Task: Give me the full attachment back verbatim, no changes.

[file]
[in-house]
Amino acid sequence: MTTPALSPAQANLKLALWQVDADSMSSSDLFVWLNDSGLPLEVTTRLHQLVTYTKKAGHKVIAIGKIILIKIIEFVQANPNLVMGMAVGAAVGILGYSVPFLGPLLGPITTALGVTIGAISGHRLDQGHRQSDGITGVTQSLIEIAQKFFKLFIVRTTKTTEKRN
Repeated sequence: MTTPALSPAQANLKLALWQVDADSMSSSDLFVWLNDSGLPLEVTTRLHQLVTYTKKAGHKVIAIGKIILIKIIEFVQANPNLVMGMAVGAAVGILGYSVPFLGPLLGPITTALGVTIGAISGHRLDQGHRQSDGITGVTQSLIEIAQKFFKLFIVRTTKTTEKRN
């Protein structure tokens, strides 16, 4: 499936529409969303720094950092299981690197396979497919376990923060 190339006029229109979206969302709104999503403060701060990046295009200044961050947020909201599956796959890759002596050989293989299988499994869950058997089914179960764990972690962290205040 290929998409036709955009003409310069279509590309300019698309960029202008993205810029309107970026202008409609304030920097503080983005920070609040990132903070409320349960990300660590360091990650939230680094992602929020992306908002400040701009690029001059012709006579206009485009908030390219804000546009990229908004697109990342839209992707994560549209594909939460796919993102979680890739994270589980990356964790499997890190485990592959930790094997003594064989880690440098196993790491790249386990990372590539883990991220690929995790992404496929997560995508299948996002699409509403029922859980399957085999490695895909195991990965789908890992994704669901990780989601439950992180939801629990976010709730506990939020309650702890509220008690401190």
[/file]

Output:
[in-house]
Amino acid sequence: MTTPALSPAQANLKLALWQVDADSMSSSDLFVWLNDSGLPLEVTTRLHQLVTYTKKAGHKVIAIGKIILIKIIEFVQANPNLVMGMAVGAAVGILGYSVPFLGPLLGPITTALGVTIGAISGHRLDQGHRQSDGITGVTQSLIEIAQKFFKLFIVRTTKTTEKRN
Repeated sequence: MTTPALSPAQANLKLALWQVDADSMSSSDLFVWLNDSGLPLEVTTRLHQLVTYTKKAGHKVIAIGKIILIKIIEFVQANPNLVMGMAVGAAVGILGYSVPFLGPLLGPITTALGVTIGAISGHRLDQGHRQSDGITGVTQSLIEIAQKFFKLFIVRTTKTTEKRN
């Protein structure tokens, strides 16, 4: 499936529409969303720094950092299981690197396979497919376990923060 190339006029229109979206969302709104999503403060701060990046295009200044961050947020909201599956796959890759002596050989293989299988499994869950058997089914179960764990972690962290205040 290929998409036709955009003409310069279509590309300019698309960029202008993205810029309107970026202008409609304030920097503080983005920070609040990132903070409320349960990300660590360091990650939230680094992602929020992306908002400040701009690029001059012709006579206009485009908030390219804000546009990229908004697109990342839209992707994560549209594909939460796919993102979680890739994270589980990356964790499997890190485990592959930790094997003594064989880690440098196993790491790249386990990372590539883990991220690929995790992404496929997560995508299948996002699409509403029922859980399957085999490695895909195991990965789908890992994704669901990780989601439950992180939801629990976010709730506990939020309650702890509220008690401190």